Spending time over a glass of wine with Kato Shalvashvili, 24-year-old sommelier from Tbilisi, should be a mandatory treatment for anyone with chronic fatigue. Fifteen minutes in her company, and your love of life, thanks to her infectious love of winemaking, is restored.
I met Kato in an unusual way: ordering wine online. The wine shop called me with a follow up question: they were out of one Saperavi, would I try another?
It was Kato asking. Her advice was given with such authority, she even coaxed me out of my Georgian wine rut. Before I even realized it, I was asking her, a stranger on the phone, to come to my home and do a wine-tasting for a group of friends.
Tell us about your passion for winemaking.
I just think there is so much to wine: choosing it, discussing it, teaching people about it; it’s not just drinking! The communication and emotion around wine means everything to me. In Georgia, it is not just winemakers who are making wine. Every family is making wine. Winemaking is in the Georgian soul!
How did you become a sommelier?
I did a four-year Bachelor’s degree in winemaking at the Agricultural University in Tbilisi. Now I’m doing my Master’s. I am also doing Level 3 of the Wine and Spirit Education Trust (WSET) certifications.
How is it as a young woman in your field?
There were a few times when I first started working at the wine shop several years ago, when customers asked whether there was a male colleague who could help them instead of me. Fortunately, the director of the shop (a man) was really supportive and called this sexism out.
Once, when a customer asked for a man, I said “if you want a boy, I’ll go get you one!” The customer could see I was upset and actually apologized. I ended up choosing his wine. Later, he got pretty tipsy and came over, kissed my hand, and said “thank you again.”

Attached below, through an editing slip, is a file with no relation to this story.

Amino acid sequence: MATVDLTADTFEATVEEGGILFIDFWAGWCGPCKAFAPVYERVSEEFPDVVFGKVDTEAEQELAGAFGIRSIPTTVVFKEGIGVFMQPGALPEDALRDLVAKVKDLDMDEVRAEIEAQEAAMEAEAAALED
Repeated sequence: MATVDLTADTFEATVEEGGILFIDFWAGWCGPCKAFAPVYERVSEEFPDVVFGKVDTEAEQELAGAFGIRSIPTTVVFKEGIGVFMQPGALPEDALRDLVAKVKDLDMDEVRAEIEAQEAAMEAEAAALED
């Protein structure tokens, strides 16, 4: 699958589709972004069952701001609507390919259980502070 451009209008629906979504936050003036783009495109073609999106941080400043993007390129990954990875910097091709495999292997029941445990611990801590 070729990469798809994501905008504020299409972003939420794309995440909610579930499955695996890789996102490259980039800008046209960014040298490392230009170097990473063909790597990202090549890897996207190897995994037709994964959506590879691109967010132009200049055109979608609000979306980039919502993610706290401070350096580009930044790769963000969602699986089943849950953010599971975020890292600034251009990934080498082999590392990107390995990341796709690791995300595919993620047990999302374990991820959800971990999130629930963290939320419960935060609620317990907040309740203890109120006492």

Today, there is a lot of space for women winemakers and sommeliers in Georgia, although traditionally it has always been the men who made the wine. The number of women in the industry is growing and women are very active. Women and men are equal, including when it comes to their winemaking ability!
In the end, I think it’s an individual thing. Good person = good wine! Wine is a living organism. So, what you have in your soul is ‘communicated’ into the wine. Telling someone you do not like their wine is like telling them their baby is ugly!
What do visitors to Georgia need to know about Georgian wine?
The first thing a visitor should know about is the traditional qvevri (clay pot) winemaking method. Secondly, visitors should know that Georgia has over 500 indigenous varietals, although not all of them are being used to make wine. Still, the old varietals are attracting more and more interest.
What do you see in your future and in the future of Georgian wine?
My dream is to have my own wine cellar. It is based on the feeling I got when I made my own wine; a possibility to share my emotions and personality. I’d also like to travel, to taste different wines, and to explain Georgian wine to people in other countries. I believe Georgian wine has huge potential and a great future. The process has already started and it will continue!
Interview by Robin Clapp